The Enchanting Evolution of Hawaiian Slack Key Guitar

Hawaiian slack key guitar has a long and rich history, deeply rooted in the weak-toned guitar. It has been used as an accompaniment to vocals, as instrumental compositions, or as instrumental interpretations of vocal pieces. This music did not reach a continental audience during the Hawaiian musical fashion of the early 20th century, during which Hawaiian music came to be identified outside the islands with the steel guitar and ukulele. What makes Slack Key music unique is the double bass with the thumb and other fingers playing the rhythm and lead vocals.

My first kumu (teacher) was Bobby Moderow Jr., a protégé of Nānākuli's principal Slack Key teacher, Raymond Kaleoalohapoinaʻoleohelemanu Kāne. The modern period of Slack Key began around 1946, when Gabby, who is often referred to as the father of the modern Slack Key era, recorded his first recording.

As a child growing up in O'ahu, I had the immense fortune to learn from some of the leading players of the Hawaiian slackkey guitar.

The knowledge and popularity of the slack guitar was further increased with the release of several great albums in the 1960s by Leonard Kwan, Ray Kāne, Atta Isaacs and Gabby Pahinui on Margaret Williams' Tradewinds label. George Kuo, reflecting on his more discreet mentors, points out: “Sometimes, older musicians notice the rhythm (they keep the same rhythm and feel) and stay there all night.”Slack Key's compositions show characteristics of indigenous Hawaiian and imported musical traditions.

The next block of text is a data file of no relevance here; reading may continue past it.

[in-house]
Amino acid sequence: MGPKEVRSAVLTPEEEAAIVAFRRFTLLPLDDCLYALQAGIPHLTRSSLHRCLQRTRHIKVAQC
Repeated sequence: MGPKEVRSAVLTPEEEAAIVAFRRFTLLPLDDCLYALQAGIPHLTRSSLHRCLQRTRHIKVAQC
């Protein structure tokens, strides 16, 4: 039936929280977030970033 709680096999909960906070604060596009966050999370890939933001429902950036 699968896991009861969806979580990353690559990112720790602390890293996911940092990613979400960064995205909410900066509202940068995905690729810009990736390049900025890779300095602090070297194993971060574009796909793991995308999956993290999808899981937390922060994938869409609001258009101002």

To this day, every key Slack artist draws inspiration from the traditions of the area where they grew up and the music of their ʻohana (family), adding their own individual way of playing. This loose tradition received an important boost during the reign of King David Kalākaua, responsible for the Hawaiian cultural revival in the 1880s and 1890s. George Kanahele made a great effort to raise public awareness through his publications, music classes and the sponsorship of concerts, including the emblematic 1972 Slack Key concert. The second is a kind of loose jazz, with a lot of improvisation, used prominently in the music of Atta Isaacs, Cyril Pahinui, Leddy Kaapana, Moses Kahumoku, George Kuo, Ozzie Kotani and Peter. When played alone, you can fully appreciate the beautiful and unique intricacies of the loose-key guitar, as each teacher's music has great depth and individuality. The skinny guitar became part of the music that Paniolo played after work or with family and friends at meetings, and this Paniolo tradition continues to this day on Isla Grande and Maui.

There's a mystique surrounding guitar music with loose keys: it's very personal and can have a very magical feel to it.

Kurt Wilkes
Kurt Wilkes

Unapologetic coffee fanatic. Evil web ninja. . Hardcore food ninja. Total music aficionado. Devoted food expert.

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